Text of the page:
As Review of Town Charter Nears, Question of Police Role in Traffic Control Re-emerges


The town could pay contracted certified flagmen about half of what police earn in overseeing traffic control jobs—such as for roadside tree work—and an upcoming review of New Canaan’s governing document may provide an opportunity to bring about the change, officials say.

Under Article II, Section 54-41 of the Town Code, the police chief decides when traffic control is needed at such roadside jobs, and the Police Department is the go-to agency to staff them.

Asked at the July 21 Board of Selectmen meeting about how the policy plays out in practice, Tree Warden Bruce Pauley said: “The police, they make the rules—what roads have to have traffic control.”

“And it pretty much involves every single road—there are rare exceptions,” he said at the meeting, held in the Training Room of the New Canaan Police Department. “It adds a certain amount of price to this—if this is $29,000 you can expect to pay $5,000 in traffic control. It adds up and it comes out of the tree budget which I am not happy with but it is the way it is. It has to come from somewhere.”

Selectman Nick Williams followed up by saying: “The Charter, I would like to remind everybody, is going to be opened up for review by the Town Council.”

The back-and-forth emerged as the selectmen approved $29,190 for tree pruning and removal work on Briscoe, Laurel, White Oak Shade, Jelliff Mill Roads and others (see page six here).

The specific language of the Charter that Williams referred to states: “In the event traffic direction services are required, such services shall be obtained from the New Canaan Police Department, provided that, if the New Canaan Police Department is unable within a reasonable time to furnish the officer or officers that may be required, a qualified traffic flag person or persons may alternatively be employed until a police officer is available to be assigned.”

According to Pauley, contracted certified traffic controllers cost about $30 per hour, compared to about $65 per hour for police.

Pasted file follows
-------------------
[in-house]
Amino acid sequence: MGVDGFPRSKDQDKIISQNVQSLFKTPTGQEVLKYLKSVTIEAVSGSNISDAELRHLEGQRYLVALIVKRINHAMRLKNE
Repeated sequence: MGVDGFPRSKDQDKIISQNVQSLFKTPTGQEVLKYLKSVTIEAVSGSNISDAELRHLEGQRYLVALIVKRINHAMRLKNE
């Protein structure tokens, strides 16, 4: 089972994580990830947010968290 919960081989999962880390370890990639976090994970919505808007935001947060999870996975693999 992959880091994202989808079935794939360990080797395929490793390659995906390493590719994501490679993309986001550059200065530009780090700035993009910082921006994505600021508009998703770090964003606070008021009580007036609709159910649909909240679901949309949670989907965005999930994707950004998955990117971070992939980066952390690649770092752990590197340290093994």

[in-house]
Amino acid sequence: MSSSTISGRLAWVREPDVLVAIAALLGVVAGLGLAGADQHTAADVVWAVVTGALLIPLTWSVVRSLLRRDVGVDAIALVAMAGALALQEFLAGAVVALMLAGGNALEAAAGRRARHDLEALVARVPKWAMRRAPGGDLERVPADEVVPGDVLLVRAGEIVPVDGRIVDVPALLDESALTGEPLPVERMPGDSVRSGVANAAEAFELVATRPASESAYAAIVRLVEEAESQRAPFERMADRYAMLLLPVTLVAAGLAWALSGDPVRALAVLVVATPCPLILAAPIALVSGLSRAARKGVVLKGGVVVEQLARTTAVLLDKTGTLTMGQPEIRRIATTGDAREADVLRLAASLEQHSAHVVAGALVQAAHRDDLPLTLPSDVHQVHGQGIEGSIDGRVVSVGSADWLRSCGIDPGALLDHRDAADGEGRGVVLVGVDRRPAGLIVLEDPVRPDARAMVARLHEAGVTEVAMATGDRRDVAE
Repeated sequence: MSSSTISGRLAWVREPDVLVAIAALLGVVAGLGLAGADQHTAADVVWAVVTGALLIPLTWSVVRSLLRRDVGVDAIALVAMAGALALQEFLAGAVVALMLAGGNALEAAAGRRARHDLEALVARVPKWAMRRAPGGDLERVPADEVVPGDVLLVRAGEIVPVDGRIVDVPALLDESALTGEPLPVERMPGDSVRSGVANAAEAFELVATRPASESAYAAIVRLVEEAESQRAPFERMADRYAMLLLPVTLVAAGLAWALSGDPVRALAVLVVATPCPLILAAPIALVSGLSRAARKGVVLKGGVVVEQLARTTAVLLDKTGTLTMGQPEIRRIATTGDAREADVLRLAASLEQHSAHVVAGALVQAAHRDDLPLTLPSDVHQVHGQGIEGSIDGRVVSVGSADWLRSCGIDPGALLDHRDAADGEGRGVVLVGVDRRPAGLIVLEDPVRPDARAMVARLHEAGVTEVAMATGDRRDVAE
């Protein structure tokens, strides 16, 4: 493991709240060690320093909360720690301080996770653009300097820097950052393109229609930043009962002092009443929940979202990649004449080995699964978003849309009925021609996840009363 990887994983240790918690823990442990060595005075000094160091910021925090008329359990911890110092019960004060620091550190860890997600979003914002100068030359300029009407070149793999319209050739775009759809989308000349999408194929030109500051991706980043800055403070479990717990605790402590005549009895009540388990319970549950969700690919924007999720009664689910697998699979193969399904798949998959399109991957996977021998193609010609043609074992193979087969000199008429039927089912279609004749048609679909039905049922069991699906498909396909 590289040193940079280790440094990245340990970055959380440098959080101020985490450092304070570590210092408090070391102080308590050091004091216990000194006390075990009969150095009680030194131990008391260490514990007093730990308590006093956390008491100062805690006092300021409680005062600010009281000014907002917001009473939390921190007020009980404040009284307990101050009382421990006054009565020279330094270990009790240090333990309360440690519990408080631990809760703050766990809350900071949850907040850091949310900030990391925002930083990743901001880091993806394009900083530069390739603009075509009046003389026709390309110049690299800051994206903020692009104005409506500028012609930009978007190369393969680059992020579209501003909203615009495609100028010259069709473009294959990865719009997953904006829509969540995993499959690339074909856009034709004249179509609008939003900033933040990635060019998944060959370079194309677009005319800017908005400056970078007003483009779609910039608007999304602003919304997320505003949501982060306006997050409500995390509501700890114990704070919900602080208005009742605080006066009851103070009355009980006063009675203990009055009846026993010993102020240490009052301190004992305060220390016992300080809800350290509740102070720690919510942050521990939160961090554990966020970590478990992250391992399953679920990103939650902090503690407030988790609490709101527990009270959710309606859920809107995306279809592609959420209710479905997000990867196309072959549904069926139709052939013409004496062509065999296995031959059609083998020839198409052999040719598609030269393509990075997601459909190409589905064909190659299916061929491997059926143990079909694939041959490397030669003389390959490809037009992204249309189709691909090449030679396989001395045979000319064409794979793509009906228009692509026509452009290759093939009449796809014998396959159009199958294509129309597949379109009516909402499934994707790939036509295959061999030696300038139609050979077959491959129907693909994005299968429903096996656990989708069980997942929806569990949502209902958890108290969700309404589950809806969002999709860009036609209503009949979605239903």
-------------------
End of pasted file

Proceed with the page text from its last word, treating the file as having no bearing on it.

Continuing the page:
The selectmen in November had raised the prospect of moving away from the police for some traffic control jobs.

An imminent review of New Canaan’s Charter affords an opportunity to look again at this (and all other) rules and guidelines laid out in the Town Code.

The Town Council at its July 15 meeting outlined a timetable whereby proposed revisions to the Charter may be put before New Canaan voters on Election Day 2016 (a national election year, where higher turnout is expected).

Reviewed in 1935, 1974, 2001 and 2005, the charter is “probably the most important document” in town, Council Vice Chair Steve Karl said at the meeting.

Under a proposed timeline for the Charter review (see page 186 of the public packet for the council’s meeting, here), the Town Council would vote in September to create a Charter Review Commission. Within 30 days of its creation, members of the commission would be appointed. Possible topics for Charter revision as developed five years ago include (see pages 187 and 188 here): Whether all elected officials should be both electors and taxpayers of the town (now just the Board of Finance); whether the second and third selectmen should be paid; whether the Parking Commission should have the power to hear ticket appeals; and whether to expand the Police Commission to five members.

At the selectmen meeting, Williams asked whether other towns handle traffic control the same way that New Canaan does, and asked what would happen if the cost were put onto the contracted tree company. Pauley answered that the tree companies would pass along the cost (though it likely would be far less).

“If they [tree companies] had to estimate how much traffic control they were going to require, they would have to err on the high side,” Pauley said. “There are places where you don’t have to have the police for traffic control. There are highly qualified traffic flaggers avail at half the cost … You could have them here. If we required certified traffic controllers and weren’t governed by the Charter to use the police.”

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